Chloe Ellefson Mysteries by Kathleen Ernst - Ernst weaves history and culture in this mystery series. Many of the books are set in Wisconsin locations including Old World Wisconsin, Rock Island in Door County, and Milwaukee in the 1980s. The sixth book in the series visits historical sites dedicated to Laura Ingalls Wilder. The author currently lives in Middleton, WI.
My Mother’s Kitchen: a novel with recipes by Meera Ekkanath Klein – This book really resonated with me because the author and main character are from the same state in India where I came from. The story is good, but it was the recipes in the book that took me back to my roots.
Thanks for sharing, Mini! Have a book that you've enjoyed recently? Send me an email at annie dot lipski at aah dot org (take that, web crawling bots!) and let me know!
|Photo by Kate Ter Haar|
Monday, August 17, 2020
MLA's Leiter 2020 Lecture: Dr John Brownstein's talk on Digital Epidemiology and the Covid-19 Pandemic recording
The webcast has been preserved for your convenience.
The Joseph Leiter NLM/MLA Lectureship was established in 1983 to stimulate intellectual liaison between MLA and the National Library of Medicine (NLM). This year's speaker is Dr. John Brownstein, who will be speaking on translation impact on the surveillance, control and prevention of disease, the development and application of data mining and citizen science to public health in relation to his work with the COVID-19 pandemic.
- You don't need to be registered for the conference to view the recording
Thanks to Patricia Gallagher, Librarian at The National Library of Medicine who made the
announcement to Medlib-L.
Friday, August 14, 2020
This was brought up at a recent Covid high reliability meeting at my organization, reminding us to keep vigilant and not succumb to pandemic fatigue, with reminders to
- keep up social distancing
- wear a mask properly
- and wash your hands.
Interesting that visiting a Library or a museum is rated at Level 4 and working a week in an office building is rated a 6 -- which is why many of our Libraries are still closed.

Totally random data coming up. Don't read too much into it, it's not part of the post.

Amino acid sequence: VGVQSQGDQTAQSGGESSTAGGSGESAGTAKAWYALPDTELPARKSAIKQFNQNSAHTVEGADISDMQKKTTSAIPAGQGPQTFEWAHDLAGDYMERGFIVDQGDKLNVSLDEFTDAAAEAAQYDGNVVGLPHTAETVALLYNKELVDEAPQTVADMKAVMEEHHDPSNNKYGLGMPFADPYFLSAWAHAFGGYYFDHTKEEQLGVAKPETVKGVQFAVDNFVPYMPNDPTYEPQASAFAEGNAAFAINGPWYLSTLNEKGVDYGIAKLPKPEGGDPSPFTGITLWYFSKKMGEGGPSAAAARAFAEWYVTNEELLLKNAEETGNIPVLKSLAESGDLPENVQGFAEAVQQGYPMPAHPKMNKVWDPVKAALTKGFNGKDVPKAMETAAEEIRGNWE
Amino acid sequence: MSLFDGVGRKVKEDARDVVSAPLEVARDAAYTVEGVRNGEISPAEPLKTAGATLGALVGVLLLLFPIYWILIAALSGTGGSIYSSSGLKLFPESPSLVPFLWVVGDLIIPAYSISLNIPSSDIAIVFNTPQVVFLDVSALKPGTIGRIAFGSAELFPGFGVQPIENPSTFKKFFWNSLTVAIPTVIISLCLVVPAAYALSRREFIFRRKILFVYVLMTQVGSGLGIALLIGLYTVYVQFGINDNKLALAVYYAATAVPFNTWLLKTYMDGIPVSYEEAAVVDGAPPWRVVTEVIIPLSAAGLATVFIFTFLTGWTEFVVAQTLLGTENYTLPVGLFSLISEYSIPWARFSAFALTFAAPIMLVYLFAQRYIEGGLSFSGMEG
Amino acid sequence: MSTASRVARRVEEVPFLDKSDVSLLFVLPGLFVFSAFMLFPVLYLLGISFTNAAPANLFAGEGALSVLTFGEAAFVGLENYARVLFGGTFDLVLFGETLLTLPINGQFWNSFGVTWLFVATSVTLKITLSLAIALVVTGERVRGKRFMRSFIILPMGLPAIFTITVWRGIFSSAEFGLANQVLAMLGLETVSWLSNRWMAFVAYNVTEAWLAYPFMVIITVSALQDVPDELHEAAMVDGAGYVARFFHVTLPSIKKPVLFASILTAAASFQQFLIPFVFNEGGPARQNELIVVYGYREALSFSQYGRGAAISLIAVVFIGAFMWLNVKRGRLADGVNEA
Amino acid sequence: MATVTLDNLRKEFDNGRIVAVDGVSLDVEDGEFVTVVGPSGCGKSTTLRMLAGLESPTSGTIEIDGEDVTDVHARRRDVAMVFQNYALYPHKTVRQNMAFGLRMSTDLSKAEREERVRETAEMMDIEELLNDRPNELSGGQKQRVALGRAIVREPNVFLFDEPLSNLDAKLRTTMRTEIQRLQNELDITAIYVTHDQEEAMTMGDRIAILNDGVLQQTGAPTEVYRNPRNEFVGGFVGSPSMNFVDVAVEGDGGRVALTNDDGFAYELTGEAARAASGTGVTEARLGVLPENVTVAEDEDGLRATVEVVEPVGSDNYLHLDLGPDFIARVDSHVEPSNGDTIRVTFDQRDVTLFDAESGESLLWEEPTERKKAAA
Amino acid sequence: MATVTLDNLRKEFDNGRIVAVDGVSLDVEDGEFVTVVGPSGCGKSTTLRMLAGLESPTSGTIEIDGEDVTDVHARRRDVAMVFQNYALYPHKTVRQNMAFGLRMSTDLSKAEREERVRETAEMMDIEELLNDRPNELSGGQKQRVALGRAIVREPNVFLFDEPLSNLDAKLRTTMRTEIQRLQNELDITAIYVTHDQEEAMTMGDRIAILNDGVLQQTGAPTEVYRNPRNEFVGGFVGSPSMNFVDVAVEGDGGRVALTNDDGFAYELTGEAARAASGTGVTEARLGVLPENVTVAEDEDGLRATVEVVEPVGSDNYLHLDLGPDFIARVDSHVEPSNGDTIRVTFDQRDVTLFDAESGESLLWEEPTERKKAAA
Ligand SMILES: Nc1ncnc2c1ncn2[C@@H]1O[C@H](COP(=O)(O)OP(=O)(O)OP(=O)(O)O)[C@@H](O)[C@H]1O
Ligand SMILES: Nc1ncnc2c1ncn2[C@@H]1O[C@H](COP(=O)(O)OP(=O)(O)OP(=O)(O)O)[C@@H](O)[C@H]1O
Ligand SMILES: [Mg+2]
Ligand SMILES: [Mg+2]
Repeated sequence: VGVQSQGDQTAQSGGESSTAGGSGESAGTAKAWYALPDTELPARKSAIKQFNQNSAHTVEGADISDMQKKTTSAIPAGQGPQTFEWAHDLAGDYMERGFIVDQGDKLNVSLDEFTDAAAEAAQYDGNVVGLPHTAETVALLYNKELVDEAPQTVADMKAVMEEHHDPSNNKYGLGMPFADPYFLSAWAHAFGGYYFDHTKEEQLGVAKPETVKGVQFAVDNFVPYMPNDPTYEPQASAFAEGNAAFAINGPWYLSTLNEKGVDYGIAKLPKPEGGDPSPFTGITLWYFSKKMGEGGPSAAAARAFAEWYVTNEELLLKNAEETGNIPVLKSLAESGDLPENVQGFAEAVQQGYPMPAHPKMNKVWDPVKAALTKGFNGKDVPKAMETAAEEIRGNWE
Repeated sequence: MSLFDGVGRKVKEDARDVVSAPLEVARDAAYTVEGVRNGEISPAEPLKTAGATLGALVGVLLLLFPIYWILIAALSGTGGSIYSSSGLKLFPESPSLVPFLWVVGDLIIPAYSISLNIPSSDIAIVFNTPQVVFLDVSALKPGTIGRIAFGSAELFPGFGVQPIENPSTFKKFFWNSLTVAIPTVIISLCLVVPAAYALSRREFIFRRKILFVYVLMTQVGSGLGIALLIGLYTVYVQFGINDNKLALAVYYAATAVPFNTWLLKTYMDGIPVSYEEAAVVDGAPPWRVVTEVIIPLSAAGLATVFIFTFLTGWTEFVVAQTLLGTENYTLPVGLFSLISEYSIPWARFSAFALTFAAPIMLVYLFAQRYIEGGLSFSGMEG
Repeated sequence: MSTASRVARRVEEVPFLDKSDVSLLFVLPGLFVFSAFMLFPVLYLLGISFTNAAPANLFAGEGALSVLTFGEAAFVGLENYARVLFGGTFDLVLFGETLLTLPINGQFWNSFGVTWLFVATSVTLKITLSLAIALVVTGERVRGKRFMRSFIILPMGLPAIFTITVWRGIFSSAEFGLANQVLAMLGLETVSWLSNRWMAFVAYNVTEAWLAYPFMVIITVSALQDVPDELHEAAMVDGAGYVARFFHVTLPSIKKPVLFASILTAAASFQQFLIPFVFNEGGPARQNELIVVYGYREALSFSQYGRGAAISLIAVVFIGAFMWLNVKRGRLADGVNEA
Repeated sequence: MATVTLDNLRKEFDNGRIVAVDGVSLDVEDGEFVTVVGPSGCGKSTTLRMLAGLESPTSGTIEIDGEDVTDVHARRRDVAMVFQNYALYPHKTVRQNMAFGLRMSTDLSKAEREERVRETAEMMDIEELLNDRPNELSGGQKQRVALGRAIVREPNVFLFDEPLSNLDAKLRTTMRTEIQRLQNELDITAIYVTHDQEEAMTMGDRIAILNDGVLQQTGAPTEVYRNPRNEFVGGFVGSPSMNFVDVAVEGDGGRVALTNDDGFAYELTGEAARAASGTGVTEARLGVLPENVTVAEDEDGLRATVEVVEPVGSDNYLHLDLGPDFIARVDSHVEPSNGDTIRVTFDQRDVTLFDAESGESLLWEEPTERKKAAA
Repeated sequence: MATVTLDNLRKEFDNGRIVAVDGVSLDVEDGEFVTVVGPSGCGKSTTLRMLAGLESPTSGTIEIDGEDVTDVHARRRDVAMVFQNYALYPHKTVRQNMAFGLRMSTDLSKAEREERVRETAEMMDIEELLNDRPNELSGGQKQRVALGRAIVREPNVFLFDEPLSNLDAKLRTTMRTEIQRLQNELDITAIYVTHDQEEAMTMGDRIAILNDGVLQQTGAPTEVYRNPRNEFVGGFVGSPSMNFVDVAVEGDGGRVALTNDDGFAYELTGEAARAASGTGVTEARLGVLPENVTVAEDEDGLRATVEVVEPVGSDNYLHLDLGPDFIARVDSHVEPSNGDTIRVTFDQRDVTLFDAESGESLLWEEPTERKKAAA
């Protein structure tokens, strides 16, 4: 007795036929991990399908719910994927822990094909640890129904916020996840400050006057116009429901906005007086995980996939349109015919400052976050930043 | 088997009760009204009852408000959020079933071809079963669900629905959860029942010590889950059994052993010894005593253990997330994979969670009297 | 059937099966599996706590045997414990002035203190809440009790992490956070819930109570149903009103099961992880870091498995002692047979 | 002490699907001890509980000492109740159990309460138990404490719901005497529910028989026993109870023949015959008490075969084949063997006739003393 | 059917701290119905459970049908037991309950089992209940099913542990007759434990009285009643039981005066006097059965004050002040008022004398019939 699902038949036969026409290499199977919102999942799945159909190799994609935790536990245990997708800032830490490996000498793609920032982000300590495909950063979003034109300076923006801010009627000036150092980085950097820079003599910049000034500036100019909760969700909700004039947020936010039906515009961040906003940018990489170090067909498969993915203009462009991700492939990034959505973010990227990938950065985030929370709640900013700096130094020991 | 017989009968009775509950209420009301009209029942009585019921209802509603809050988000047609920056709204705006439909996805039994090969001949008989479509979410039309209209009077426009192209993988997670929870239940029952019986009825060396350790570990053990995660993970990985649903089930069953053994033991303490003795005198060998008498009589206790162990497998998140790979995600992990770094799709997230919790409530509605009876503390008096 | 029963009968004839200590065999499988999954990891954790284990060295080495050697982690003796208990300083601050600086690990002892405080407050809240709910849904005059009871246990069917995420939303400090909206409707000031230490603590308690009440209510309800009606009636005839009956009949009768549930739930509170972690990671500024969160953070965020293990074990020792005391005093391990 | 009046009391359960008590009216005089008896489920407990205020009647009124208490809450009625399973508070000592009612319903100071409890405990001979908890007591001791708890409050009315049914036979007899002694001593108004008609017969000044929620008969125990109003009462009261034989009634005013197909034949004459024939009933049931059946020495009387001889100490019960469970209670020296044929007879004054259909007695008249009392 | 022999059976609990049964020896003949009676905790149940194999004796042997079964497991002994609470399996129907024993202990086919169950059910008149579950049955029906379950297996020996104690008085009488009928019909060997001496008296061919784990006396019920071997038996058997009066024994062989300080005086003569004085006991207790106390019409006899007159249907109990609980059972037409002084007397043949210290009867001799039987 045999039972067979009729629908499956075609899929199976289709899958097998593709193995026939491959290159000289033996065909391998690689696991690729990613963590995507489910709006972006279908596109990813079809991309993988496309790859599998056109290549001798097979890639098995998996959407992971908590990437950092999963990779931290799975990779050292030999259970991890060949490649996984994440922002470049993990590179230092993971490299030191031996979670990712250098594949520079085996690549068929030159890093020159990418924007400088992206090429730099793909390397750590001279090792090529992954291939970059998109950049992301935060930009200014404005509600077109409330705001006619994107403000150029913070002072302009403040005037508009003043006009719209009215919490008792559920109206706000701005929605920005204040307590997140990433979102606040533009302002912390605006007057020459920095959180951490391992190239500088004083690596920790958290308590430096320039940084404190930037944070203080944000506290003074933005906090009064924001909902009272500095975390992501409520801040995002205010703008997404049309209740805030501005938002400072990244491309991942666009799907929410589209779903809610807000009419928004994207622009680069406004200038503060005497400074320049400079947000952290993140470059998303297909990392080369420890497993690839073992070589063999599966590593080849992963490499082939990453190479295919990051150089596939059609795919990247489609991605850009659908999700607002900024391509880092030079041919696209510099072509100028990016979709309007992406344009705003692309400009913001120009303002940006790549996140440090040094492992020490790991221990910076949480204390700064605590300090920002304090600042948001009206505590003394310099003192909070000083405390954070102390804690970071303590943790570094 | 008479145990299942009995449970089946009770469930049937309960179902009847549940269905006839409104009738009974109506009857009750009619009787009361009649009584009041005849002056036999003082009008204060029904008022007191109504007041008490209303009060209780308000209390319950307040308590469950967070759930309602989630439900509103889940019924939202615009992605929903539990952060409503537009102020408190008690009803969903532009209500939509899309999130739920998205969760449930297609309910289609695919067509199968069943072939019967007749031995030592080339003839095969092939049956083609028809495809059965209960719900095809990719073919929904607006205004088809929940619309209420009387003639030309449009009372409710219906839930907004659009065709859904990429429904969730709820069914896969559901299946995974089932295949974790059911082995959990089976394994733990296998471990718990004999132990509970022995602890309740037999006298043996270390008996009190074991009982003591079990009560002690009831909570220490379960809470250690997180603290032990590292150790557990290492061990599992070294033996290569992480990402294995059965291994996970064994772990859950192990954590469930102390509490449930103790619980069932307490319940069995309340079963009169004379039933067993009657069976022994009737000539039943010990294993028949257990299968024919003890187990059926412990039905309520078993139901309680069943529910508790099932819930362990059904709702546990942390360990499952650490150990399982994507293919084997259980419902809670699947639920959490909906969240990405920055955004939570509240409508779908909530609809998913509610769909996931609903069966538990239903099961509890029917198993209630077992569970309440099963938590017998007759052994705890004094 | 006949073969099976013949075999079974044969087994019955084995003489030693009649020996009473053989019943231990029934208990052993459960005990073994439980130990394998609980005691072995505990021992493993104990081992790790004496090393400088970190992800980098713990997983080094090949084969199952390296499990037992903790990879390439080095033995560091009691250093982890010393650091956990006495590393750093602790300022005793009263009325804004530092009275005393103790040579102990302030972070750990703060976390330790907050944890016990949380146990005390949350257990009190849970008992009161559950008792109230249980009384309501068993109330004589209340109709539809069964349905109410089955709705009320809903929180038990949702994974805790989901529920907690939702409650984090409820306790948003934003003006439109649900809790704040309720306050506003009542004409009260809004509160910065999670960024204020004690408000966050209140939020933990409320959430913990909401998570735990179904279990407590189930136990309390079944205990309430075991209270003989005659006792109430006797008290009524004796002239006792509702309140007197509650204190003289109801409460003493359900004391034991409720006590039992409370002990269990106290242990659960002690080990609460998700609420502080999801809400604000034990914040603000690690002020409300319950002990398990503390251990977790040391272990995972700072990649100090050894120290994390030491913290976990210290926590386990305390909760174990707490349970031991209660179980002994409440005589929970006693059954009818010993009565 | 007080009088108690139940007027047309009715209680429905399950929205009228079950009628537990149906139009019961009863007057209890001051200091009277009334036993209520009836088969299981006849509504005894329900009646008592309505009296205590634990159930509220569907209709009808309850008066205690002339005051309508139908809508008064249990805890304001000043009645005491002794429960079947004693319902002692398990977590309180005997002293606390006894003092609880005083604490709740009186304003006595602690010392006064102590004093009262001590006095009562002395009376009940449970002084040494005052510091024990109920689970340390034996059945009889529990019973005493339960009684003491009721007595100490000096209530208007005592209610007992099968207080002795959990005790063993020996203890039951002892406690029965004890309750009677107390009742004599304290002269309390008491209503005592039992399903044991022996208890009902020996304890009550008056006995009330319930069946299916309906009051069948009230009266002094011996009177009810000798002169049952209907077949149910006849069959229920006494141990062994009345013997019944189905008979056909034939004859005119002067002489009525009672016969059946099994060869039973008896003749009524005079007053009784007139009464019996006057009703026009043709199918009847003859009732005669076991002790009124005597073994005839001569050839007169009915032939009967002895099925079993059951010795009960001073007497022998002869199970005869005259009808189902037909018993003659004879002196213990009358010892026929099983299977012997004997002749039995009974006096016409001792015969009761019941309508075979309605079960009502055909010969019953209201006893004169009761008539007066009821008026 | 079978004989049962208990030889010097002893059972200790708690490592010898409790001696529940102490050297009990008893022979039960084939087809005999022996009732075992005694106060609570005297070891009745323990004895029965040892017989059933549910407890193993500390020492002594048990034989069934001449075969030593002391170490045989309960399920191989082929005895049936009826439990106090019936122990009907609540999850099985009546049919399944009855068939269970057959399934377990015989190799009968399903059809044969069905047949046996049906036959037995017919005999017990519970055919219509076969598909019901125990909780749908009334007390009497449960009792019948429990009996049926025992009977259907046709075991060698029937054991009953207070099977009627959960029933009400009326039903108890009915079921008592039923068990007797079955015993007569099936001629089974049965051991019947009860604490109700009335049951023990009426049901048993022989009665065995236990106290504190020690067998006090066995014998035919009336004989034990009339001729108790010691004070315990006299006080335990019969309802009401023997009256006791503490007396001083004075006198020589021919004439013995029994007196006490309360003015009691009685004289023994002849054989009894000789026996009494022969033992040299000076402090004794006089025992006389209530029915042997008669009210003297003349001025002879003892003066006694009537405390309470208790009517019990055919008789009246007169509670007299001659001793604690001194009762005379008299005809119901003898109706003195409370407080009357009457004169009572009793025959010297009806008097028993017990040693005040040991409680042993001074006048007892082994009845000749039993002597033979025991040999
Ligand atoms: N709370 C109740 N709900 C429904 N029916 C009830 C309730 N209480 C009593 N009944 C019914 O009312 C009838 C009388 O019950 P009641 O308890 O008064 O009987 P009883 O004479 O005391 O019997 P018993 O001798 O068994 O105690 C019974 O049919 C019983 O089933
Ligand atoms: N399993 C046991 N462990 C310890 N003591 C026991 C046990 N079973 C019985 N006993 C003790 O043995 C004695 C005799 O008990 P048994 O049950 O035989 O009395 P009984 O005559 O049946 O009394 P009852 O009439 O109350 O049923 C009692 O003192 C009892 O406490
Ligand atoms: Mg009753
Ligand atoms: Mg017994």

Sigh! When can we go back to life as normal?
Fascinating and haunting ... The author gives some historical perspective and context for this short film.
Reprinted from Circulating Now from the Historical Collections of the National Library of Medicine.
Friday, August 7, 2020
- Verbal judo: The gentle art of persuasion by George J. Thompson, PhD. The first few chapters read like a typical business book, continually reiterating why verbal judo is such a great thing and how it was going to change my life. Okay, I'm already reading the book, you don't have to convince me why I should. Once I got past that, I enjoyed it. Very timely read, and it emphasizes the importance of empathy.
- Seductive poison: a Jonestown survivor's story of life and death in the People's Temple by Deborah Layton. Maybe it's a little dark for summer reading, but it was a great book. Layton's first-hand account makes it easier to understand how Jones was able to manipulate his followers.
- Voodoo vintners: Oregon's astonishing biodynamic wine growers by Katherine Cole. I first learned about biodynamic farming from a wine class I took in the Before Times. It sounded like something our teacher had just made up. Nope. It's real, and this book is all about the Oregon winemakers using this kind of agriculture.
- Smoke gets in your eyes and other lessons from the crematory by Caitlyn Doughty. What can I say, I've always been a little morbid. We're all going to die eventually, and for me, learning what happens afterwards (at least to our physical form) is reassuring.
- A god in ruins by Kate Atkinson. I had a bit of a hard time getting into this one, but I was glad I stuck with it. Only later I realized it was a "companion" to her earlier novel Life after life. So maybe read that one first, and you'll be less confused.
- Debunk it! How to stay sane in a world of misinformation. Fake news edition by John Grant. Misinformation is EVERYWHERE. This book helps you learn how to better identify it (and communicate with those who are being fooled by it). It did indeed help me feel a little saner after spending too much time reading current news.